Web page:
Through a noir lens, just about everyone in Brooklyn’s a cop, cabbie, lunatic, or corpse. And those are the only people worth a damn in
Brooklyn Noir 2: The Classics. This isn’t quite a literary CSI: Outer Borough, but it oozes with the same pulp. Crack it open, skip the intro, and you encounter a former police detective slipping in and out of shock as he relives monstrous crime scene horrors of underground (literally) Red Hook courtesy of master fantasist H.P. Lovecraft. Flip to the end for a dose of Gilbert Sorrentino, who illuminates the psychotic lapses a WW II veteran endures before lashing out at the NYPD.
The cast of early-to-mid-20th-century authors ranges from Thomas Wolfe, whose stunning lines of Brooklyn vernacular (“I like duh sound of duh name—Bensonhoist, y’know—so I t’ought I’d go out an’ have a look at it”) in “Only the Dead Know Brooklyn” are happily reread, to Irwin Shaw, whose bare prose seems to exist only to scrape together his fringe-walking nightmare. These legends upstage the contemporary offerings, including tales by Colson Whitehead and Maggie Estep. While their pieces snugly fit the formula, it seems presumptuous to label anything so recent as “classic.” To the younger generation’s credit, their nouveau noir shells out less gratuitous violence while trapping all of the genre’s steam. Their stories are rich with sympathetic characters and sketch a more recognizable picture of the borough. They know this much: Red Hook just isn’t scary anymore.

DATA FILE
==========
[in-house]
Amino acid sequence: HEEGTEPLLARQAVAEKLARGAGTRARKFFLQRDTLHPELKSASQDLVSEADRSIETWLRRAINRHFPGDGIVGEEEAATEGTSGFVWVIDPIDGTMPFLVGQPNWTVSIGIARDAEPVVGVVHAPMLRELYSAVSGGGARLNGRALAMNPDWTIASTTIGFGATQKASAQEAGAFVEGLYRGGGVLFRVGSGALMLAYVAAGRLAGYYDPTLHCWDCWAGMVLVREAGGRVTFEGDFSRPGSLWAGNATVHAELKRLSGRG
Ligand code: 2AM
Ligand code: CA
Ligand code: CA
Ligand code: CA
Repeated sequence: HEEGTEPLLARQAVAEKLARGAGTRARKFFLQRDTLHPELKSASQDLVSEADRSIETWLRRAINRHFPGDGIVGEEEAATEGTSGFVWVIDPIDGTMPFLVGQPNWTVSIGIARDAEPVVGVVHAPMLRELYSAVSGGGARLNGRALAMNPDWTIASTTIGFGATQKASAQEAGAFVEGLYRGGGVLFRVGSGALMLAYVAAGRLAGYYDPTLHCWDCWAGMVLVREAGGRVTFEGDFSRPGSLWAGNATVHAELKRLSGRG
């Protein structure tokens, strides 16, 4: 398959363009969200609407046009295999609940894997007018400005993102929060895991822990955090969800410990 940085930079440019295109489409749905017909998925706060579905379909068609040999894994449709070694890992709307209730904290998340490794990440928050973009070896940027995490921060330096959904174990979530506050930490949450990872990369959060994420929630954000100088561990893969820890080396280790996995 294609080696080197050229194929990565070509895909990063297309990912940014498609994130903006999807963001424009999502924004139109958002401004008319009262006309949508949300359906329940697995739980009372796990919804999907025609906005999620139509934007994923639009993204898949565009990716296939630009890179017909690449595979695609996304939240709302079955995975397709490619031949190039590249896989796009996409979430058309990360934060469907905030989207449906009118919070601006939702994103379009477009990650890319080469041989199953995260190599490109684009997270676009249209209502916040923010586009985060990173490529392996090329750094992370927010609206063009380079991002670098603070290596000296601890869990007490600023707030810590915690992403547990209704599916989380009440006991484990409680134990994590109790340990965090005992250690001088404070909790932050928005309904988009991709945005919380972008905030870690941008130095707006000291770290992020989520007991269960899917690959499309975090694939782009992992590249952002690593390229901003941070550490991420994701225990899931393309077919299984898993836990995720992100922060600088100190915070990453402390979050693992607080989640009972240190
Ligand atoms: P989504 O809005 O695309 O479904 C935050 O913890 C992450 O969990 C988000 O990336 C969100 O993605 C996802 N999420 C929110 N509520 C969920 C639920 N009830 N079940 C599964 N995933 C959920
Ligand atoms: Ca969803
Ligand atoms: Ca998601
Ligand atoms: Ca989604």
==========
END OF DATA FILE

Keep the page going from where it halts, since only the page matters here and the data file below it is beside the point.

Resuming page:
This article from the Village Voice Archive was posted on August 2, 2005